While the type of chocolate chosen can exert influence on your health, consumers must still be mindful of eating it in moderation. Even when choosing wisely, chocolate is still a high-calorie, high-fat food.
As mid-February rolls around, there are various factors to consider for a person with liver disease. If none of the mentioned health or drug restrictions apply, giving organic, dark chocolate with a high percentage of cocoa solids may be one of the most thoughtful gifts. If high copper levels or a cautioned medication applies to your valentine, choose something safe, such as flowers, to demonstrate your love. You can always print out this article for your sweetheart as proof that you care about their health, which is really the most romantic gift of all.
www.americanheart.org, Dark Chocolate may reduce blood pressure, improve insulin resistance, American Heart Association, Inc., July 2005.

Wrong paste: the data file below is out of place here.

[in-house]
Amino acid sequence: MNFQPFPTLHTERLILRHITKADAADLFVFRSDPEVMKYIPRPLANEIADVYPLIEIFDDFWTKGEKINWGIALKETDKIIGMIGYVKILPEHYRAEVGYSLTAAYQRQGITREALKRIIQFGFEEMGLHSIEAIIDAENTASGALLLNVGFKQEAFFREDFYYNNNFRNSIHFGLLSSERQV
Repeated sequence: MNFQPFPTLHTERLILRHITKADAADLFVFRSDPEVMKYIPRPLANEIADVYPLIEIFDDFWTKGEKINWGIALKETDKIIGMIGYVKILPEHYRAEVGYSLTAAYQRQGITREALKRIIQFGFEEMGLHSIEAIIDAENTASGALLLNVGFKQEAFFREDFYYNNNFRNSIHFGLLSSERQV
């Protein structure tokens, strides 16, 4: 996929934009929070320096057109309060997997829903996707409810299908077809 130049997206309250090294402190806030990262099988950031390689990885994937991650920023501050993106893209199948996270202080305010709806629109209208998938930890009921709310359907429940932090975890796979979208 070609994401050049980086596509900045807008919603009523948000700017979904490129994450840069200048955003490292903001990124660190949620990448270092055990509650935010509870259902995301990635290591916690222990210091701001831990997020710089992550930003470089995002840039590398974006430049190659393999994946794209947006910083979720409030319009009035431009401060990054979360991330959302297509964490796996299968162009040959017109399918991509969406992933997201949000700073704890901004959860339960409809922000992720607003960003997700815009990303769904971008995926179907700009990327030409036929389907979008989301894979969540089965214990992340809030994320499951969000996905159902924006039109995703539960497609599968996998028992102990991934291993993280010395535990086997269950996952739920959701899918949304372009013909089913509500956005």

www.clinicalstudies.info.nih.gov, Effects of Cocoa Consumption on Insulin Sensitivity and Capillary Recruitment in Subjects with Essential Hypertension, National Institutes of Health, 2007.
www.grinningplanet.com, “Ant” isn’t necessarily the worst part of “Chocolate-Covered Ant”, Mark Jeantheau, February 2004.
www.healthlibrary.epnet.com, Chocolate, EBSCO Publishing, 2007.
www.heartinfo.org, Let Dark Chocolate Be Your Valentine, Janice Billingsley, ChoiceMedia Inc., 2007.
www.inmamaskitchen.com, Chocolate Facts, Diana Farrell Serbe, inmamaskitchen.com, 2007.
www.medicalnewstoday.com, Dark Chocolate Lowers Blood Clot Risk, MediLexicon International Ltd., November 2006.
www.puritanspride.com, Chocolate, Healthnotes, Inc., 2007.
www.scnm.edu, Chocolate: Still a Favorite on Valentine’s Day, Dr. Mona Morstein, Southwest College of Naturopathic Medicine, January 2006.
www.webmd.com, Which Chocolate is Healthiest for Heart?, Jeanie Lerche Davis, WebMD, Inc., January 2003.